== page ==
An experimental drug, CPI-613, was shown to be safe and induce several responses in a Phase I study of patients with advanced refractory hematologic malignancies. The drug targets mitochondrial enzymes of cancer cells and is not harmful to normal cells at therapeutic doses.
One patient with Myelodysplastic Syndrome had a complete response that has been durable for three years. Another patient had a partial response that has lasted for 2 years. In leukemia cell lines, Responses were observed in 29% of patients completing the treatment. CPI-613 inhibited mitochondrial respiration, consistent with its proposed mechanism of action.
Based on the results of the Phase I study, a Phase II trial is underway at Wake Forrest University.
How does it work, and why is it selective to cancer cells?
CPI-613 is an analog of lipoic acid, which causes hyperphosphorylation and deactivation of the E1 Pyruvate Dehydrogenase enzyme complex, which is essential to transforming pyruvate into Acetyl CoA. This effectively shuts down energy production in the mitochondria.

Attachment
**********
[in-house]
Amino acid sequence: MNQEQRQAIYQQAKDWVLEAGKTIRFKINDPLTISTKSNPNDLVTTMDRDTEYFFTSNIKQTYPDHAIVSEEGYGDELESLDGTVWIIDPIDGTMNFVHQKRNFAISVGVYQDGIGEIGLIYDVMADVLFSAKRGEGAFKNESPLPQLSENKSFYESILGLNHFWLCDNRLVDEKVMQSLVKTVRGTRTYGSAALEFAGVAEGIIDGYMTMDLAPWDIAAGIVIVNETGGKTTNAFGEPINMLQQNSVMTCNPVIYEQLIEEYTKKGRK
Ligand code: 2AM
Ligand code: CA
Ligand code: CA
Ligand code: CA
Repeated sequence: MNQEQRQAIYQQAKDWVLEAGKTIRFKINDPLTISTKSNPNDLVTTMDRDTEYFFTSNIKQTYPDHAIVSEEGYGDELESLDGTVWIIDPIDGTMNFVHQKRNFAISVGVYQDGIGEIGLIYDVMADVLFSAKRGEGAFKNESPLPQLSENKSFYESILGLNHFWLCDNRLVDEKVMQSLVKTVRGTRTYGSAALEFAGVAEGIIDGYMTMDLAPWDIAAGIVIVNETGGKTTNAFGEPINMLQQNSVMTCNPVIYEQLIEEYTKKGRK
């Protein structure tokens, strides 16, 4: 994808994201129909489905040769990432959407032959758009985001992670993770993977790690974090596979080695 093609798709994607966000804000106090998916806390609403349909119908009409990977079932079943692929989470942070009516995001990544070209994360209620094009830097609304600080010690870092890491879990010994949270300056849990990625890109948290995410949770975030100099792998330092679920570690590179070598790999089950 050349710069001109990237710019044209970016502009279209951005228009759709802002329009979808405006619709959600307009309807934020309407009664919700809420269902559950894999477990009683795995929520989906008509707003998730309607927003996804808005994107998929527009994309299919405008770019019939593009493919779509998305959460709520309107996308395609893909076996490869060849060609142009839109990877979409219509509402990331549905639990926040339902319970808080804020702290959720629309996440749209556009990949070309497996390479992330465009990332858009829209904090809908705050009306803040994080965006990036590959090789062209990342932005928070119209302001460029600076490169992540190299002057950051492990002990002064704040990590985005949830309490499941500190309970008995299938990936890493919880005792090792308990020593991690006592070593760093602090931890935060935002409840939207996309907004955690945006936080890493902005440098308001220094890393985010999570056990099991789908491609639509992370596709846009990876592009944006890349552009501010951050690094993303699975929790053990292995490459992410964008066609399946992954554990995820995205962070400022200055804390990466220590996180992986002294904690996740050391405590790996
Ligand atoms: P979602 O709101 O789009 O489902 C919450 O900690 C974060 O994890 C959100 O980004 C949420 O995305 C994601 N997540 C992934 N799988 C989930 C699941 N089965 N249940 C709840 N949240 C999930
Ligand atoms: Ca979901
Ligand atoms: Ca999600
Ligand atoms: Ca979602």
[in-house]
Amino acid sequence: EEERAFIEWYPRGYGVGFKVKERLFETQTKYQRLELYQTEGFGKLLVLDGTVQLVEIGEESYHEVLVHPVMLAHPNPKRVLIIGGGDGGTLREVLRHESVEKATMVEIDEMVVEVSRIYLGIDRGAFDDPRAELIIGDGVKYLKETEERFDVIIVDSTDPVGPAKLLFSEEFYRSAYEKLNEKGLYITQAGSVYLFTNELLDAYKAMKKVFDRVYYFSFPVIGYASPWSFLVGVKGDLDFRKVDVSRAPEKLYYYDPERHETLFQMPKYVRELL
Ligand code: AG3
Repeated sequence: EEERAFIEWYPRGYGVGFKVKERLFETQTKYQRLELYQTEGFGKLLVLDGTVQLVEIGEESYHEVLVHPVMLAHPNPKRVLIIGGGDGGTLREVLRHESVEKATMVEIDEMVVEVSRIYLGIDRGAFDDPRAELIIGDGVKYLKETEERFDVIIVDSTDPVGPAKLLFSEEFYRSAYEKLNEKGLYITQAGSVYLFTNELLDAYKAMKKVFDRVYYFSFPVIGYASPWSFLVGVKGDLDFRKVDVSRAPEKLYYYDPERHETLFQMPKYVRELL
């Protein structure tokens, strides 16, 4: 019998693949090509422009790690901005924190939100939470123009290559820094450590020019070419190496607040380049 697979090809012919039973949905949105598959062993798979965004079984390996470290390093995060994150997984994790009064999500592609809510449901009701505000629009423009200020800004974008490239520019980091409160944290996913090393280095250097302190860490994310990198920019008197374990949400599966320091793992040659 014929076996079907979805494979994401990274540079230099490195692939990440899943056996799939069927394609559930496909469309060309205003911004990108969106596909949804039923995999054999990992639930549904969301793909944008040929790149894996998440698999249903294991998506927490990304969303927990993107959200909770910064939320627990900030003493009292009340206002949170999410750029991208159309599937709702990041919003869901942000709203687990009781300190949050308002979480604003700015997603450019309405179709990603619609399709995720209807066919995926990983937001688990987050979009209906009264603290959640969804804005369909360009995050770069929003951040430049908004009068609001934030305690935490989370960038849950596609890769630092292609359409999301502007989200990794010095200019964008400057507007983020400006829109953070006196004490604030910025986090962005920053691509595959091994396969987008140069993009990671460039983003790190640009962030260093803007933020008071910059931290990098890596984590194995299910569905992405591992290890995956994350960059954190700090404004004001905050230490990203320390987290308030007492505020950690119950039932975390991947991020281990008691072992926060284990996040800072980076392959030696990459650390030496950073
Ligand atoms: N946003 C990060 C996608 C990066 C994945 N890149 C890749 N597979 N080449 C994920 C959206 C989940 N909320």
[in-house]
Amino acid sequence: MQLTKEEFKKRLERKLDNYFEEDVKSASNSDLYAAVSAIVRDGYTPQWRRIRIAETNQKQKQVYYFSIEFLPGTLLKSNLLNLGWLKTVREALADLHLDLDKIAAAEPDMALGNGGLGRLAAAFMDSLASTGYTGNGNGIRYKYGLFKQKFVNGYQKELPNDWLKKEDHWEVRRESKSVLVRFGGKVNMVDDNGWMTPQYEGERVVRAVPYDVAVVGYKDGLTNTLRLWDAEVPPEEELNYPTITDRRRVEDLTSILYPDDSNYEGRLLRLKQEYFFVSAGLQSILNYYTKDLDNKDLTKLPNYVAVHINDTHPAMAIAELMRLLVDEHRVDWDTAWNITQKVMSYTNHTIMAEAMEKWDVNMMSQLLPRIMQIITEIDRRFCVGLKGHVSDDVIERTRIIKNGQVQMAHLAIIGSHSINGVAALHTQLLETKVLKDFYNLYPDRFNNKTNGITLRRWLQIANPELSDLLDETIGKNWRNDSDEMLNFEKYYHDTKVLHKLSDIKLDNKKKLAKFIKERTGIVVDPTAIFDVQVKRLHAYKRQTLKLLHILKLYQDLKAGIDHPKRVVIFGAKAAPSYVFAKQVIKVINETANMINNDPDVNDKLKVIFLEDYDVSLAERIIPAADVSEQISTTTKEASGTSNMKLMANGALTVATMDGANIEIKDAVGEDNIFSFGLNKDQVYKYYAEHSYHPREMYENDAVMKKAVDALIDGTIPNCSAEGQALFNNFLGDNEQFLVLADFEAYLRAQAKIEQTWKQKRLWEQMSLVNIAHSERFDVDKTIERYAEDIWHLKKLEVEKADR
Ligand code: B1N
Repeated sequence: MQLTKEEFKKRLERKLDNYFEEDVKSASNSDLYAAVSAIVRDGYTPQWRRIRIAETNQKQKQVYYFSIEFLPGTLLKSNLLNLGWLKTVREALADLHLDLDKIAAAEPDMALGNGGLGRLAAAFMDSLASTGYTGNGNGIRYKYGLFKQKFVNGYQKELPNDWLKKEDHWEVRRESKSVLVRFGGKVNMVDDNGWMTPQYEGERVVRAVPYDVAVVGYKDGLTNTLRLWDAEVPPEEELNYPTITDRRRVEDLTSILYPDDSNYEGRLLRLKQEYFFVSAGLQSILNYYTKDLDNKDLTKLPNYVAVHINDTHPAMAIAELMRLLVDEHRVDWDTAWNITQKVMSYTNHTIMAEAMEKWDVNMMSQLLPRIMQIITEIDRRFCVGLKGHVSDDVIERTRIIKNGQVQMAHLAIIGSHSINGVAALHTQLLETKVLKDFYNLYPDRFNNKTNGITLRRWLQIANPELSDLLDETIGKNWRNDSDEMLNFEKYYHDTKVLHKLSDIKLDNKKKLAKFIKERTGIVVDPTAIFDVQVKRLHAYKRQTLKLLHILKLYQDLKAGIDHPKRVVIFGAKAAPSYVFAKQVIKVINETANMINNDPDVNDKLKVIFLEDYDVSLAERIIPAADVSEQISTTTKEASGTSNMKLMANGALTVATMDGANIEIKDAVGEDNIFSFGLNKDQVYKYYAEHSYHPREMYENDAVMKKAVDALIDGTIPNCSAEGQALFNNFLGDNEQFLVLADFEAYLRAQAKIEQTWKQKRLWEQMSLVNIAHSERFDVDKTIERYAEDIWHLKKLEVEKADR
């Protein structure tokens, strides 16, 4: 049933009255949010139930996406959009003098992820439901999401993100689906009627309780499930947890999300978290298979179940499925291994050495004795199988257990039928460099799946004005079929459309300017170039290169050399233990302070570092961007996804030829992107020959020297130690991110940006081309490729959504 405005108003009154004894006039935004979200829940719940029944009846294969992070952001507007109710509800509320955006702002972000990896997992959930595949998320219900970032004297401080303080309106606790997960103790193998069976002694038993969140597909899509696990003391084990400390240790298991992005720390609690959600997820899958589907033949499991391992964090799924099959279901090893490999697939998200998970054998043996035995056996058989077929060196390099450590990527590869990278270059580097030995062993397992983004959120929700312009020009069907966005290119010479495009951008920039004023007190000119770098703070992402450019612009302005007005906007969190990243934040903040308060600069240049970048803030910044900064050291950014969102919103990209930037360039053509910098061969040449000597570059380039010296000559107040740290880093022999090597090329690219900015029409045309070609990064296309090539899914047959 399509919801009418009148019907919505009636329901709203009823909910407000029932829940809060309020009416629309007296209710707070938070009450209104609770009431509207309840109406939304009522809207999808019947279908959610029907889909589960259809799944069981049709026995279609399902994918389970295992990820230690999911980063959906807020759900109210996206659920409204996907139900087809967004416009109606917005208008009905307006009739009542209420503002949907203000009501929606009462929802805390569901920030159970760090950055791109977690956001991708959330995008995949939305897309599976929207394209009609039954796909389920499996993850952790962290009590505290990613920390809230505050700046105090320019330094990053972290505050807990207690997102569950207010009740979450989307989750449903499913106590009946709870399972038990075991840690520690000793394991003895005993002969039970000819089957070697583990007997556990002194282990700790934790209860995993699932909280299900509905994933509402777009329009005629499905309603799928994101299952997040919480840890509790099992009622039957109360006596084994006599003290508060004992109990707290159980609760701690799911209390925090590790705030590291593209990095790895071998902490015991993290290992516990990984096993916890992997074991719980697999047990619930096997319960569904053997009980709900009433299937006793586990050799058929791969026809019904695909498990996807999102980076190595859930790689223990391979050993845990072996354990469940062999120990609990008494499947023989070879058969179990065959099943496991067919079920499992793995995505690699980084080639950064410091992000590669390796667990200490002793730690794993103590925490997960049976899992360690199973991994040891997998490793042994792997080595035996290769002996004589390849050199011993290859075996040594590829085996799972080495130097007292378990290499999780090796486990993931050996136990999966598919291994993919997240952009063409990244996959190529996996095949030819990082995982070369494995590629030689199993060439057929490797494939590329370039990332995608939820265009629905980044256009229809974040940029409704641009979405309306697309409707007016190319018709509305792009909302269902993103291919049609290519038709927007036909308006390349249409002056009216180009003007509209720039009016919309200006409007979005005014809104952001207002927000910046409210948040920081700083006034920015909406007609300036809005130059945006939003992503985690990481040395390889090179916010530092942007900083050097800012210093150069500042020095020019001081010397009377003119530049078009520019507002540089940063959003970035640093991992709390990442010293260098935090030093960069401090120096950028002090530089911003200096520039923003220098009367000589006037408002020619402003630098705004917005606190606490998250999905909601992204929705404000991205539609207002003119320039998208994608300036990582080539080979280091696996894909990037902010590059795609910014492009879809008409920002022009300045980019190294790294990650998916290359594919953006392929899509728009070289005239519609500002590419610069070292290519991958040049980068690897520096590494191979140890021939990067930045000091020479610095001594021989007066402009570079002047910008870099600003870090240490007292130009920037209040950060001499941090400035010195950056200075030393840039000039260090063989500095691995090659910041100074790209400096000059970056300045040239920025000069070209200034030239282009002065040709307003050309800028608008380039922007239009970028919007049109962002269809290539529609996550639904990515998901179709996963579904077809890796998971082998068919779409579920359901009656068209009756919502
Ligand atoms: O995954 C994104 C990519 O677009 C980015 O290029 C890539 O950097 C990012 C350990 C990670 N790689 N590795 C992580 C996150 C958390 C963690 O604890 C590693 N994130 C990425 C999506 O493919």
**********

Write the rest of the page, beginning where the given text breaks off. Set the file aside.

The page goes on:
Mitochrondria, which are the powerhouses of the cell, are used differently by healthy cells and cancer cells. Healthy cells use mitochondria as a source of energy to carry out essential functions, whereas leukemia cells use it to reproduce faster and to repair damage from chemotherapy. So, cancer cells are especially ore sensitive to PDH inhibition than are normal cells; that is the mechanism for the observed selectivity of CPI-613 in cancer cells versus normal cells in growth inhibition and apoptosis